What a Virtual Assistant Job Is

Debunking the Use and Misuse of the Term

virtual assistant
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It’s not easy to pin down exactly what a virtual assistant does, but most often, it's a term that's applied to a person who functions like a personal assistant but does it online or remotely. However, this title gets misused often.

What a Virtual Assistant Job Is

Generally, virtual assistants are self-employed individuals who have cultivated a clientele in need of their services. Most often, their clients include other business owners, like real estate agents.

Services may include administrative tasks like managing email, creative or technical skills like updating website content, or support services for business and personal needs. Sometimes, business owners may even hire an assistant to take care of social media management needs. Ultimately, virtual assistants can be asked to handle anything from acting as an off-site personal secretary to being a remote project manager for a business.

Virtual Assistant Work

A virtual-assistant home business is not the same as a virtual assistant job. There are several legitimate companies offering virtual assistant jobs that are similar to what a self-employed virtual assistant does, but many of the jobs advertised have different job requirements.

Most often, virtual assistants are people who perform short tasks on sites like MTurk or UpWork, where people earn small monetary amounts for performing tiny tasks online.

This type of digital work is similar to micro jobs and freelance projects.

Types of Jobs

Virtual assistants can be grouped into a larger category of people who work online. Truly, any virtual position is open to interpretation. Some positions that you may find advertised online as virtual assistant jobs may include:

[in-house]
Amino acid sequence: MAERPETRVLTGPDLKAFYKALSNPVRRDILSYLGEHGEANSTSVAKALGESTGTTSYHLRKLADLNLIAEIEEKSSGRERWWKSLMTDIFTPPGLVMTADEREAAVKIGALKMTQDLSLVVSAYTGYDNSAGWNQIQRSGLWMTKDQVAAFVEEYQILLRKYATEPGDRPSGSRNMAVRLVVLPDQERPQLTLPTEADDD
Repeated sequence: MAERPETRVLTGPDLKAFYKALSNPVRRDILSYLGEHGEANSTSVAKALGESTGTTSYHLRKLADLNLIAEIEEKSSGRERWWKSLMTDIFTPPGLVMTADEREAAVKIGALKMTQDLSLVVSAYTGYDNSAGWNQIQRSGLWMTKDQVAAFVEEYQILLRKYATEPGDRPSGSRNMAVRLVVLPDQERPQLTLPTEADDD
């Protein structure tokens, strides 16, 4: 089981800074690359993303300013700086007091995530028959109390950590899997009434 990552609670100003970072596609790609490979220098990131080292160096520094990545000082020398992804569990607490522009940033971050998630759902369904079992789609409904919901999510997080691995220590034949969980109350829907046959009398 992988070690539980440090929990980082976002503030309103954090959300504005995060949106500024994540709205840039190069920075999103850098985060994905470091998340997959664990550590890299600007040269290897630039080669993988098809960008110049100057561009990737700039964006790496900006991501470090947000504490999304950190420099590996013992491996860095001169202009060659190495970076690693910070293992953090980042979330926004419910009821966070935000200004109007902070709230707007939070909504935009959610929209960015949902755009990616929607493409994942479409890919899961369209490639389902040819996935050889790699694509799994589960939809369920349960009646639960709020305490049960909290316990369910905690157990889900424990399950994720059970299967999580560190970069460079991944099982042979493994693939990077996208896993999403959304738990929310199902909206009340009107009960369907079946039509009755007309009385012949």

While many of these positions may be legitimate work-at-home jobs, they could also be scams, unfortunately. When reviewing the job responsibilities, consider your career goals.

Small Projects

Many positions on task sites may technically be assistant jobs, but they're not always virtual. For instance, companies like TaskRabbitGigwalk or other micro job sites can offer a way to connect people who need small tasks performed with those willing to perform them. However, these gigs are often done in person or are one-offs that are designed to be performed per project. Thus, they may not necessarily be a long-term work-at-home job.

Additionally, there are home business “opportunities” for virtual assistants. Many of these are scams, so it's recommended to carefully examine them to ensure they're legitimate. Signs of a work-at-home scam include asking for your social security number, asking to accept or send money right away, providing a generic or too-good-to-be-true job listing, or having a questionable URL or company that has no true backing. For example, the brand may not even have a website or a phone number with someone you can talk to.

Similarly, it's important to be wary of classes that will certify you as “virtual professionals." Legitimate virtual assistant home businesses were built by the hard work of their owners, so a class won't lead you to the right role.